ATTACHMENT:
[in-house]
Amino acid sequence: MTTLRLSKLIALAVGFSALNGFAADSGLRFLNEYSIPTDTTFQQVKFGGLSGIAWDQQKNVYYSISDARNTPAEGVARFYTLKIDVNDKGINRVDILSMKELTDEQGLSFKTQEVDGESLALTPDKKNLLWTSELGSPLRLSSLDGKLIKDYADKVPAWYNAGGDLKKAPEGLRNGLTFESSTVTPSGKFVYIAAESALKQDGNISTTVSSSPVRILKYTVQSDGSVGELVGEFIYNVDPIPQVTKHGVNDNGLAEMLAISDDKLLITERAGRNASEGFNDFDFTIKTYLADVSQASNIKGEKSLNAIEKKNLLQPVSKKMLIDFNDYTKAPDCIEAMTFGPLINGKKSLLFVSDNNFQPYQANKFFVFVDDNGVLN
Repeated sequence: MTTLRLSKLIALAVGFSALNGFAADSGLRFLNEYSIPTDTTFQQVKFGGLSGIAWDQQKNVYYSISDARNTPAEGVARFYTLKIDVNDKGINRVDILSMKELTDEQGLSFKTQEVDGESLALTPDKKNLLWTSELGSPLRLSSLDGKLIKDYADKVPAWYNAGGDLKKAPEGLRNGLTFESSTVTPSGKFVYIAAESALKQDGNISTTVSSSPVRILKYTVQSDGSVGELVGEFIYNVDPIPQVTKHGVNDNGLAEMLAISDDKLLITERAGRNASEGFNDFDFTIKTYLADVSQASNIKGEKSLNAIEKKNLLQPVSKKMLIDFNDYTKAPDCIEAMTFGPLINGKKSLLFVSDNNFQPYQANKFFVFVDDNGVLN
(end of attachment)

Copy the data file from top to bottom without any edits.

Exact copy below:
[in-house]
Amino acid sequence: MTTLRLSKLIALAVGFSALNGFAADSGLRFLNEYSIPTDTTFQQVKFGGLSGIAWDQQKNVYYSISDARNTPAEGVARFYTLKIDVNDKGINRVDILSMKELTDEQGLSFKTQEVDGESLALTPDKKNLLWTSELGSPLRLSSLDGKLIKDYADKVPAWYNAGGDLKKAPEGLRNGLTFESSTVTPSGKFVYIAAESALKQDGNISTTVSSSPVRILKYTVQSDGSVGELVGEFIYNVDPIPQVTKHGVNDNGLAEMLAISDDKLLITERAGRNASEGFNDFDFTIKTYLADVSQASNIKGEKSLNAIEKKNLLQPVSKKMLIDFNDYTKAPDCIEAMTFGPLINGKKSLLFVSDNNFQPYQANKFFVFVDDNGVLN
Repeated sequence: MTTLRLSKLIALAVGFSALNGFAADSGLRFLNEYSIPTDTTFQQVKFGGLSGIAWDQQKNVYYSISDARNTPAEGVARFYTLKIDVNDKGINRVDILSMKELTDEQGLSFKTQEVDGESLALTPDKKNLLWTSELGSPLRLSSLDGKLIKDYADKVPAWYNAGGDLKKAPEGLRNGLTFESSTVTPSGKFVYIAAESALKQDGNISTTVSSSPVRILKYTVQSDGSVGELVGEFIYNVDPIPQVTKHGVNDNGLAEMLAISDDKLLITERAGRNASEGFNDFDFTIKTYLADVSQASNIKGEKSLNAIEKKNLLQPVSKKMLIDFNDYTKAPDCIEAMTFGPLINGKKSLLFVSDNNFQPYQANKFFVFVDDNGVLN